Genryu Fishing of Japan #19

Forgotten places in the mountains

When we go into the deep mountains in search of good streams and iwana, we rarely discover the ruins such as a trace of small village or a mine trace, neglected old tracks, waste roads. We get so surprised when we find such remains of human-beings in complete remote areas in the deep mountains, but we know that we used to have industries of mountains in Japan's industrial revolution era. We also find trace of mountain people’s villages such as woodworkers, matagi (Hunters), etc. When we look back our history, some of old Japanese people were surely living with mountains. I must say they could live their lives by the mountains.

Recent Sunday, I went on a day fishing trip to one genryu with 2 of friends. There are still much snow in high mountains at this season, so we went to the mountains at Pacific Ocean side where we have less snow. It is the branch of the branch stream of Tone River which has the biggest basin area in Japan.

A friend of mine said there used to be a village of about 3000 people (Some people say 5000 people.) in the valley of the stream about 70 years ago. The stream is far from the human living area. It is about 30km away from the last small mountain village. Those people were working for timber industry. There was a one of the biggest copper mine called “Ashio-Dozan” at the opposite side of the mountain ranges about 20km away from the valley. They supplied timbers to Ashio-Dozan.

Ashio-Dozan was a symbol of Japan's industrial revolution, but on the other hand caused of big mine incident and killed many people and destroyed vast natures around the mine. It was a big negative legacy of Japan's industrial revolution.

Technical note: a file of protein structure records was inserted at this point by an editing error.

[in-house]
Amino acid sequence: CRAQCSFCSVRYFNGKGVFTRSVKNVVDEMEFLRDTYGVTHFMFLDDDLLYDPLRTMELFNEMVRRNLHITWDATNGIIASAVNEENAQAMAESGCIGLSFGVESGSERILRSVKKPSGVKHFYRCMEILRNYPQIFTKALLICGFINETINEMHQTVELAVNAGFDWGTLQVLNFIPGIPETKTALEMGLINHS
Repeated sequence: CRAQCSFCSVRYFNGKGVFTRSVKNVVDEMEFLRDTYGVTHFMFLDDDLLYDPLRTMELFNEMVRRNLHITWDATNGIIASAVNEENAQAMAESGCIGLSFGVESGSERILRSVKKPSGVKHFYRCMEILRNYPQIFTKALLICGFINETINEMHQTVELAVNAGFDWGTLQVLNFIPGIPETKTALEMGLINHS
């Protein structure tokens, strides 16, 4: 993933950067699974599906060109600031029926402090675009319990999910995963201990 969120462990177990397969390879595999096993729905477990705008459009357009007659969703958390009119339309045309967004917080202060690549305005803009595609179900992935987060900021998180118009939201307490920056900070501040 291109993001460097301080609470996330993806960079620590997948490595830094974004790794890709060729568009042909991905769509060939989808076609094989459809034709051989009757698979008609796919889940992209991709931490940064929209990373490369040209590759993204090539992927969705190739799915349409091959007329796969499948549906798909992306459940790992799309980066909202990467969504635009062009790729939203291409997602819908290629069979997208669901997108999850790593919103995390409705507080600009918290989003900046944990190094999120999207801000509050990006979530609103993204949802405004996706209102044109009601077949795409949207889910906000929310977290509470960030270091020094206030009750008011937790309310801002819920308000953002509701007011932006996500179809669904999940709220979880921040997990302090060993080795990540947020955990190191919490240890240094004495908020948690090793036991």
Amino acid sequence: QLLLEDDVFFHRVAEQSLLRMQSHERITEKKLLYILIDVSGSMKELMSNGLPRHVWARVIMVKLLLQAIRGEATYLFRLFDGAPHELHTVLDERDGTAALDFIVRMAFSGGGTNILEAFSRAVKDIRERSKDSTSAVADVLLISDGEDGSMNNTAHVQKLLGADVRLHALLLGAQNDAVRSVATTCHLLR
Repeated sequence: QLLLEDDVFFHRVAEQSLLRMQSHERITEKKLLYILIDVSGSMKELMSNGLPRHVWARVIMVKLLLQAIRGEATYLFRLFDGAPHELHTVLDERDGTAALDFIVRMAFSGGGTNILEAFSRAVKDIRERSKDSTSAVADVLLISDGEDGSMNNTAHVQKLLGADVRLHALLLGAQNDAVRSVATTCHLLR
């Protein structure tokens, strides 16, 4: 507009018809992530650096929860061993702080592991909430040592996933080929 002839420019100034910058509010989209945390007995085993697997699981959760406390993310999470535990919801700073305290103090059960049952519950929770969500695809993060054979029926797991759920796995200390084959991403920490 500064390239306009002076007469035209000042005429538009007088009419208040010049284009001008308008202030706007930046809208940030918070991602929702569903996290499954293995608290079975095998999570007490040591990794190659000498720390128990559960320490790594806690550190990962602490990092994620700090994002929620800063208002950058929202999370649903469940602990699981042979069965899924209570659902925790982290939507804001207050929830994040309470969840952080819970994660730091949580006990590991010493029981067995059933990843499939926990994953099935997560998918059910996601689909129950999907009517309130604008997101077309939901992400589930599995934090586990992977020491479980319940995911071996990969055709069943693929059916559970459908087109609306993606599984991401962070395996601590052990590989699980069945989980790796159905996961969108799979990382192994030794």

We went into the mountains on Saturday mid-night. We settled the car parking spot after driving about 40 minutes from the last small mountain village. We talked some while drinking beer and slept until daybreak. When it became brighter, we noticed we were in the great view of the mountains. The stream we were heading was in the deep valley and we could not see it. When listening carefully, we could only hear the faint sound of water. We started preparation of fishing quickly and went down to the stream tracing the dying small trail. We arrived at the main stream in about 20 minutes and walked to down-stream for 5 minutes. There was out-let of the stream we were heading. There was a 2m waterfall in the stream. It looked the stream had enough water to fish, but after wading the stream for about 10 minutes, the amount of water was getting less and eventually became a full subsoil. We were walking through the deep and dark gorge may be for 30 minutes after that. I thought fishers who do not have knowledge about the stream would return already giving up fishing.

When we cleared one corner of the valley, the gorge suddenly ended up and both sides of the river became opened. Yes, there was the place the village used to be existed. Humbly trace of partition remained in the ground of leveling riverbank, and there were stone walls, that must be for the road, left on the slopes of the mountain. I imagined there must have been many lined houses and people were living their lives. Now there were same height trees standing quietly and only the sound of leaves fluttering in the wind had been heard.

Where this trace of the village was ending, the stream was starting to have water again. The water was enough to fish after walking for 10 minutes. Yet, one iwana reacted to the fly a friend of mine cast. Each of us caught good size of iwana in 2 hours of fishing. We finally faced to the beautiful 30m water-fall. A friend of mine told us that there was fish up-over the water fall, but we finished fishing there. We had lunch by the water-fall and went to return.

On the way back, we walked the trace of the old road. I imagined what it would have been like that the thousands of people living in this narrow valley village in such a deep mountains. Was there a school? Shops? Bars? Did some of them enjoyed fishing? I walked the rough trail thinking about those things.